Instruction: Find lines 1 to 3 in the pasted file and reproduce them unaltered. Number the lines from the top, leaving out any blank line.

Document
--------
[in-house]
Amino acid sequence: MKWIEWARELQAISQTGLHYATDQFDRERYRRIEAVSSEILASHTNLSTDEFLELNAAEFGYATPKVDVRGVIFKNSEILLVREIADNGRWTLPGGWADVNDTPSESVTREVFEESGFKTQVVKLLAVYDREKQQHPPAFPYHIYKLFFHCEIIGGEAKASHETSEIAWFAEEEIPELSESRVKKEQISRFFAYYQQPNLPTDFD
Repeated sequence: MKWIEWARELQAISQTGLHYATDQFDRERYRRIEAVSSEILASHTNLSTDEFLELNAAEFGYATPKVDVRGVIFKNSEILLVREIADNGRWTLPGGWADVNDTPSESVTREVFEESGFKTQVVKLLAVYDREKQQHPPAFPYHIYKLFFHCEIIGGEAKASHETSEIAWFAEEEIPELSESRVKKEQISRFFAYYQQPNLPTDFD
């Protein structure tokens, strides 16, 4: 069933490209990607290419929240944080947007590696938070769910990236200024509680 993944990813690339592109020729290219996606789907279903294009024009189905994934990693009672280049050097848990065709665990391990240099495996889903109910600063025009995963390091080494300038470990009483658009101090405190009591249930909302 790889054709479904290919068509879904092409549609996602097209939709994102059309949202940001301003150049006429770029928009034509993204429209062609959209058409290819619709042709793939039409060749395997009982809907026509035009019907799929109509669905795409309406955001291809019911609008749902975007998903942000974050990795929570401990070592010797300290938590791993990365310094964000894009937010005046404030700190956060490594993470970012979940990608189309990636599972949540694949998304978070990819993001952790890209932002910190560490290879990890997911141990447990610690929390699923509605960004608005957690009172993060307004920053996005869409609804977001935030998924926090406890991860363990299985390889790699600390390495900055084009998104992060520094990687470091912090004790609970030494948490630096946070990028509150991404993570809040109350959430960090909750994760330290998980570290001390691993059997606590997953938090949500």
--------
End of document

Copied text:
[in-house]
Amino acid sequence: MKWIEWARELQAISQTGLHYATDQFDRERYRRIEAVSSEILASHTNLSTDEFLELNAAEFGYATPKVDVRGVIFKNSEILLVREIADNGRWTLPGGWADVNDTPSESVTREVFEESGFKTQVVKLLAVYDREKQQHPPAFPYHIYKLFFHCEIIGGEAKASHETSEIAWFAEEEIPELSESRVKKEQISRFFAYYQQPNLPTDFD
Repeated sequence: MKWIEWARELQAISQTGLHYATDQFDRERYRRIEAVSSEILASHTNLSTDEFLELNAAEFGYATPKVDVRGVIFKNSEILLVREIADNGRWTLPGGWADVNDTPSESVTREVFEESGFKTQVVKLLAVYDREKQQHPPAFPYHIYKLFFHCEIIGGEAKASHETSEIAWFAEEEIPELSESRVKKEQISRFFAYYQQPNLPTDFD